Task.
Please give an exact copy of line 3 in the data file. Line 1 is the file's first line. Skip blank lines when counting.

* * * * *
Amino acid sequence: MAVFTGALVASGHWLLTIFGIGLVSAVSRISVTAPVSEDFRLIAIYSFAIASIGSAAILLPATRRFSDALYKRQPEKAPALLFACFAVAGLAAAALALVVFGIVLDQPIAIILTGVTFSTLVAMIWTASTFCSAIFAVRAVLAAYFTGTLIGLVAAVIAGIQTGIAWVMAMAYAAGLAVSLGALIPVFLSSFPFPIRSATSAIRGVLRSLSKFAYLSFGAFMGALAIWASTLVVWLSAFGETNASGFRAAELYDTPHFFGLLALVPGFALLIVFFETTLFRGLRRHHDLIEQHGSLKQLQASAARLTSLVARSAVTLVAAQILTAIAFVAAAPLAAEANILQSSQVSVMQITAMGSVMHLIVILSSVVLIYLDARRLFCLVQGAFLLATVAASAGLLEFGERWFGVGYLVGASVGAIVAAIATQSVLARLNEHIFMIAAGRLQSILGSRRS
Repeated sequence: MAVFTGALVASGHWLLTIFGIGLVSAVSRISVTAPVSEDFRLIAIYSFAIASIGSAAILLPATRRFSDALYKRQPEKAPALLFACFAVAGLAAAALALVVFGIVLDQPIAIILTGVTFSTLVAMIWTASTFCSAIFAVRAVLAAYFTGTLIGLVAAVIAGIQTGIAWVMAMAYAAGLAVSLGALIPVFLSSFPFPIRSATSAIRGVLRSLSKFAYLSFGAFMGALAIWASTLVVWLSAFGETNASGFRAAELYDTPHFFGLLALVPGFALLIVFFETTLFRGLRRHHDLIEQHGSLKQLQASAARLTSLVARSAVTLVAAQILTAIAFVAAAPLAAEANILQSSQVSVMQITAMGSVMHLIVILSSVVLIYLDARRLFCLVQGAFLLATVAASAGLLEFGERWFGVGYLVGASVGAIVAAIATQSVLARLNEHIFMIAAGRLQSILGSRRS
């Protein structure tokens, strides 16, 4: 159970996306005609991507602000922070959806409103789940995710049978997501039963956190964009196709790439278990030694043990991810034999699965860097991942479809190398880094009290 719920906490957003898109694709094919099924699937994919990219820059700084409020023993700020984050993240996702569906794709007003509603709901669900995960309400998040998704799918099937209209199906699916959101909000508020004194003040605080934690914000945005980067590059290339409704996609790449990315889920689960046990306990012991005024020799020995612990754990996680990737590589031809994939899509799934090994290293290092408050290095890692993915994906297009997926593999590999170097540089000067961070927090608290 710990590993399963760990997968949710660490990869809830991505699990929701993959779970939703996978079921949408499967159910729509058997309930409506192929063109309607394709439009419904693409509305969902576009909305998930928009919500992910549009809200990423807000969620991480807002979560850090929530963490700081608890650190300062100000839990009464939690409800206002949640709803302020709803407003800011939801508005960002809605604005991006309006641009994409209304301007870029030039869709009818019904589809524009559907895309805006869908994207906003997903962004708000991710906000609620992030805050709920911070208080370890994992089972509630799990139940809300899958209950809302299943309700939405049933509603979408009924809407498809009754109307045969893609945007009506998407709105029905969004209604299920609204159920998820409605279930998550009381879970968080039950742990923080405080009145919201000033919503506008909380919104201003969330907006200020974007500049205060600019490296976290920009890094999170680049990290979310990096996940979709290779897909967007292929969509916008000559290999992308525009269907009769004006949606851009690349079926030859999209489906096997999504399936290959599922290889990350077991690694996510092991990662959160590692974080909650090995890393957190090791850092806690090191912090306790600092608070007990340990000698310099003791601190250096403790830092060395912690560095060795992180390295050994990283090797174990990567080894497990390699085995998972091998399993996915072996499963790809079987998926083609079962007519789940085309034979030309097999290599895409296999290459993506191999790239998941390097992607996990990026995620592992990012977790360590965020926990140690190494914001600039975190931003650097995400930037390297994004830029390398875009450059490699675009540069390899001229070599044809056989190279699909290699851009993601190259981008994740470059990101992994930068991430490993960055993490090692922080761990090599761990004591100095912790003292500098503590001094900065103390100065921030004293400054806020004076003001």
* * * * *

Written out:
């Protein structure tokens, strides 16, 4: 159970996306005609991507602000922070959806409103789940995710049978997501039963956190964009196709790439278990030694043990991810034999699965860097991942479809190398880094009290 719920906490957003898109694709094919099924699937994919990219820059700084409020023993700020984050993240996702569906794709007003509603709901669900995960309400998040998704799918099937209209199906699916959101909000508020004194003040605080934690914000945005980067590059290339409704996609790449990315889920689960046990306990012991005024020799020995612990754990996680990737590589031809994939899509799934090994290293290092408050290095890692993915994906297009997926593999590999170097540089000067961070927090608290 710990590993399963760990997968949710660490990869809830991505699990929701993959779970939703996978079921949408499967159910729509058997309930409506192929063109309607394709439009419904693409509305969902576009909305998930928009919500992910549009809200990423807000969620991480807002979560850090929530963490700081608890650190300062100000839990009464939690409800206002949640709803302020709803407003800011939801508005960002809605604005991006309006641009994409209304301007870029030039869709009818019904589809524009559907895309805006869908994207906003997903962004708000991710906000609620992030805050709920911070208080370890994992089972509630799990139940809300899958209950809302299943309700939405049933509603979408009924809407498809009754109307045969893609945007009506998407709105029905969004209604299920609204159920998820409605279930998550009381879970968080039950742990923080405080009145919201000033919503506008909380919104201003969330907006200020974007500049205060600019490296976290920009890094999170680049990290979310990096996940979709290779897909967007292929969509916008000559290999992308525009269907009769004006949606851009690349079926030859999209489906096997999504399936290959599922290889990350077991690694996510092991990662959160590692974080909650090995890393957190090791850092806690090191912090306790600092608070007990340990000698310099003791601190250096403790830092060395912690560095060795992180390295050994990283090797174990990567080894497990390699085995998972091998399993996915072996499963790809079987998926083609079962007519789940085309034979030309097999290599895409296999290459993506191999790239998941390097992607996990990026995620592992990012977790360590965020926990140690190494914001600039975190931003650097995400930037390297994004830029390398875009450059490699675009540069390899001229070599044809056989190279699909290699851009993601190259981008994740470059990101992994930068991430490993960055993490090692922080761990090599761990004591100095912790003292500098503590001094900065103390100065921030004293400054806020004076003001």